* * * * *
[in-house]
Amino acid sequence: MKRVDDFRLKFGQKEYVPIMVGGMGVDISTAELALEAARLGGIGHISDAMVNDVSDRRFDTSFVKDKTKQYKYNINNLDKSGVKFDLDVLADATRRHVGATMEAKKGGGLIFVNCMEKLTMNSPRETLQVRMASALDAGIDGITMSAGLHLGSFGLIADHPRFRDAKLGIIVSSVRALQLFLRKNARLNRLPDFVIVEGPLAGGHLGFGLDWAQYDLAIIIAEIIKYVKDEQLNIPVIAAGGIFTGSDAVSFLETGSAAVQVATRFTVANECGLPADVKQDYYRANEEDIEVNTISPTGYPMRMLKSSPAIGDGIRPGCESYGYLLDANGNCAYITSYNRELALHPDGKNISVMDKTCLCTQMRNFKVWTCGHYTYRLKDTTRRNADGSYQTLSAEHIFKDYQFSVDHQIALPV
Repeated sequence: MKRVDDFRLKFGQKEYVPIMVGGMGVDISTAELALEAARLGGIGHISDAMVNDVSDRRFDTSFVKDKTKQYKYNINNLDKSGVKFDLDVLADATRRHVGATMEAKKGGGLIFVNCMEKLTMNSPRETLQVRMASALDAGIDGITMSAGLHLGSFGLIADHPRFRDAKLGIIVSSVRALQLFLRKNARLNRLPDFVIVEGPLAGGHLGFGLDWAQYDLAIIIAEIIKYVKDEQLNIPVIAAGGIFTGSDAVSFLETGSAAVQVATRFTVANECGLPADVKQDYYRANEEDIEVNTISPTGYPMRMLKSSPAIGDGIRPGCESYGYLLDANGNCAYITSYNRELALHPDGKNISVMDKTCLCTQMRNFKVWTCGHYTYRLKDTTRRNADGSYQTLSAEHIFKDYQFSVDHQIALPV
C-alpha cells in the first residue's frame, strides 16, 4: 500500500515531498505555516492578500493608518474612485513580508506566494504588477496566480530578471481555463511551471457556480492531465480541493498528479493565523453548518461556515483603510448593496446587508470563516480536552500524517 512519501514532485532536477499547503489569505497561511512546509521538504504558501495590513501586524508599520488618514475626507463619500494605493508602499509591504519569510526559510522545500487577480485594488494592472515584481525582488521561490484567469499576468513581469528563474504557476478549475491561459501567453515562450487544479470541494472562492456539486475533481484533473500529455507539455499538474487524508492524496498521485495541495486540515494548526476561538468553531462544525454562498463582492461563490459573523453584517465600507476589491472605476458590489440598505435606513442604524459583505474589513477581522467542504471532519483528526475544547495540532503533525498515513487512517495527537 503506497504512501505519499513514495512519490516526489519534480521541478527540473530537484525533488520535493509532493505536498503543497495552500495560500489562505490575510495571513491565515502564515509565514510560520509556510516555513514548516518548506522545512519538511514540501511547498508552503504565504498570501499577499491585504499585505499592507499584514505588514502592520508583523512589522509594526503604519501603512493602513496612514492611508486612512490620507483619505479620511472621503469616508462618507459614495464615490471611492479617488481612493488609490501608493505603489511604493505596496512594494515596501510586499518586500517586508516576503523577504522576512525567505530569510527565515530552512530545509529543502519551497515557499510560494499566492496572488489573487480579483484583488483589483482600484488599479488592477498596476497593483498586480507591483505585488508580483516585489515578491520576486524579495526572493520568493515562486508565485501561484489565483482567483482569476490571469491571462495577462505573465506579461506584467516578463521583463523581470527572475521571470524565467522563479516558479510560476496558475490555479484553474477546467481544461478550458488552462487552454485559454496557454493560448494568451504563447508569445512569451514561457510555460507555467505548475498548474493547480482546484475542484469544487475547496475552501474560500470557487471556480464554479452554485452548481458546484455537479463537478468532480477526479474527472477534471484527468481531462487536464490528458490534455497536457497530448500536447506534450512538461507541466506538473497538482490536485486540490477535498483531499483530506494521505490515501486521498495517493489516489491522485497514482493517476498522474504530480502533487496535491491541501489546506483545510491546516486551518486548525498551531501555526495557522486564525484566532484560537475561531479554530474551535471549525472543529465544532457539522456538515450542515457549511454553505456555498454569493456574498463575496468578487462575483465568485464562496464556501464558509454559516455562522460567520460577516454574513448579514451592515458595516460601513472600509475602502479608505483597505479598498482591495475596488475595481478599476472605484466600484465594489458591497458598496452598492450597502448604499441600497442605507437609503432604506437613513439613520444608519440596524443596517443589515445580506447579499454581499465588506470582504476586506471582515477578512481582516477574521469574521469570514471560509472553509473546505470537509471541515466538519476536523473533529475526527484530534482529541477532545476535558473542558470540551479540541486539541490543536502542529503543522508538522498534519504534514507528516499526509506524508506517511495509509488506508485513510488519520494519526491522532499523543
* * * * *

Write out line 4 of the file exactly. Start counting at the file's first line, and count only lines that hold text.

C-alpha cells in the first residue's frame, strides 16, 4: 500500500515531498505555516492578500493608518474612485513580508506566494504588477496566480530578471481555463511551471457556480492531465480541493498528479493565523453548518461556515483603510448593496446587508470563516480536552500524517 512519501514532485532536477499547503489569505497561511512546509521538504504558501495590513501586524508599520488618514475626507463619500494605493508602499509591504519569510526559510522545500487577480485594488494592472515584481525582488521561490484567469499576468513581469528563474504557476478549475491561459501567453515562450487544479470541494472562492456539486475533481484533473500529455507539455499538474487524508492524496498521485495541495486540515494548526476561538468553531462544525454562498463582492461563490459573523453584517465600507476589491472605476458590489440598505435606513442604524459583505474589513477581522467542504471532519483528526475544547495540532503533525498515513487512517495527537 503506497504512501505519499513514495512519490516526489519534480521541478527540473530537484525533488520535493509532493505536498503543497495552500495560500489562505490575510495571513491565515502564515509565514510560520509556510516555513514548516518548506522545512519538511514540501511547498508552503504565504498570501499577499491585504499585505499592507499584514505588514502592520508583523512589522509594526503604519501603512493602513496612514492611508486612512490620507483619505479620511472621503469616508462618507459614495464615490471611492479617488481612493488609490501608493505603489511604493505596496512594494515596501510586499518586500517586508516576503523577504522576512525567505530569510527565515530552512530545509529543502519551497515557499510560494499566492496572488489573487480579483484583488483589483482600484488599479488592477498596476497593483498586480507591483505585488508580483516585489515578491520576486524579495526572493520568493515562486508565485501561484489565483482567483482569476490571469491571462495577462505573465506579461506584467516578463521583463523581470527572475521571470524565467522563479516558479510560476496558475490555479484553474477546467481544461478550458488552462487552454485559454496557454493560448494568451504563447508569445512569451514561457510555460507555467505548475498548474493547480482546484475542484469544487475547496475552501474560500470557487471556480464554479452554485452548481458546484455537479463537478468532480477526479474527472477534471484527468481531462487536464490528458490534455497536457497530448500536447506534450512538461507541466506538473497538482490536485486540490477535498483531499483530506494521505490515501486521498495517493489516489491522485497514482493517476498522474504530480502533487496535491491541501489546506483545510491546516486551518486548525498551531501555526495557522486564525484566532484560537475561531479554530474551535471549525472543529465544532457539522456538515450542515457549511454553505456555498454569493456574498463575496468578487462575483465568485464562496464556501464558509454559516455562522460567520460577516454574513448579514451592515458595516460601513472600509475602502479608505483597505479598498482591495475596488475595481478599476472605484466600484465594489458591497458598496452598492450597502448604499441600497442605507437609503432604506437613513439613520444608519440596524443596517443589515445580506447579499454581499465588506470582504476586506471582515477578512481582516477574521469574521469570514471560509472553509473546505470537509471541515466538519476536523473533529475526527484530534482529541477532545476535558473542558470540551479540541486539541490543536502542529503543522508538522498534519504534514507528516499526509506524508506517511495509509488506508485513510488519520494519526491522532499523543